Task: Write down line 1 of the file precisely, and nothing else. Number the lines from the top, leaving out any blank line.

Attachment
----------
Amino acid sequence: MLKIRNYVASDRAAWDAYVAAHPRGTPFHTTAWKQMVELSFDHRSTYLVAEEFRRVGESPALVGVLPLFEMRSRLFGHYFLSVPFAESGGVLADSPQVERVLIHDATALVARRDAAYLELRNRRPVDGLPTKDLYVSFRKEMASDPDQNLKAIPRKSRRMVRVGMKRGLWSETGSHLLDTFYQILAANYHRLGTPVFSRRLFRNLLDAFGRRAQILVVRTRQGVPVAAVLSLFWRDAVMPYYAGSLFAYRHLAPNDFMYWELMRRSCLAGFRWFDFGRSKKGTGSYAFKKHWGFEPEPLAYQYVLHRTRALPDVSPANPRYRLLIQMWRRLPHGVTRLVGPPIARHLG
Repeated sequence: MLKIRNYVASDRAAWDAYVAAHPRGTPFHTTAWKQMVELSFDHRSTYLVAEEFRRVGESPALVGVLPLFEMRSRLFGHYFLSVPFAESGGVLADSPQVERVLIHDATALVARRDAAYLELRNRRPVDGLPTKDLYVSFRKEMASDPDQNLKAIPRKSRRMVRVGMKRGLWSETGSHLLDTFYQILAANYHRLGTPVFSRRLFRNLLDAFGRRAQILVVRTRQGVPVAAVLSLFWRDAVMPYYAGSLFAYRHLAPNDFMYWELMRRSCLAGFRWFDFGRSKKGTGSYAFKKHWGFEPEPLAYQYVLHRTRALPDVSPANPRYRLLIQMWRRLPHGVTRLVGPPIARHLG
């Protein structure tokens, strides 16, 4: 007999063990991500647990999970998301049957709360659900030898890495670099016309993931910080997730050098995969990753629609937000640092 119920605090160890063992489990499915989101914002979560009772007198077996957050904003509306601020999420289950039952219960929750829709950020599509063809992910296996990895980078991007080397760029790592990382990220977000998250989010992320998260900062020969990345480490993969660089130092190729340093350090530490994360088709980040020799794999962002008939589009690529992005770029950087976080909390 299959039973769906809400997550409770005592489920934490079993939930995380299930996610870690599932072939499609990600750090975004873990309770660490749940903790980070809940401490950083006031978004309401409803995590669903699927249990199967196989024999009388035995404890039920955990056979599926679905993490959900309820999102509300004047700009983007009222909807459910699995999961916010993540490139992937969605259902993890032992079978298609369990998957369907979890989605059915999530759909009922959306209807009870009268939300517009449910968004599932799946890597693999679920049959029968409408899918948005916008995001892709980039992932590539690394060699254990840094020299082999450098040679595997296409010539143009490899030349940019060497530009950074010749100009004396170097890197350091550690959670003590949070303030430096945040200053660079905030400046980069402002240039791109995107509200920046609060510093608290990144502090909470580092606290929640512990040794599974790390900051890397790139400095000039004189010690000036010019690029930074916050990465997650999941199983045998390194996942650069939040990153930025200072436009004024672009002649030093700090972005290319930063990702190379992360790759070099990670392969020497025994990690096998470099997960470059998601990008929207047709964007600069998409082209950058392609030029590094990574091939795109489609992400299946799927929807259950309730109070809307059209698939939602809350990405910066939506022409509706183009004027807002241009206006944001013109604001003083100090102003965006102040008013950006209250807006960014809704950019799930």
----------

Amino acid sequence: MLKIRNYVASDRAAWDAYVAAHPRGTPFHTTAWKQMVELSFDHRSTYLVAEEFRRVGESPALVGVLPLFEMRSRLFGHYFLSVPFAESGGVLADSPQVERVLIHDATALVARRDAAYLELRNRRPVDGLPTKDLYVSFRKEMASDPDQNLKAIPRKSRRMVRVGMKRGLWSETGSHLLDTFYQILAANYHRLGTPVFSRRLFRNLLDAFGRRAQILVVRTRQGVPVAAVLSLFWRDAVMPYYAGSLFAYRHLAPNDFMYWELMRRSCLAGFRWFDFGRSKKGTGSYAFKKHWGFEPEPLAYQYVLHRTRALPDVSPANPRYRLLIQMWRRLPHGVTRLVGPPIARHLG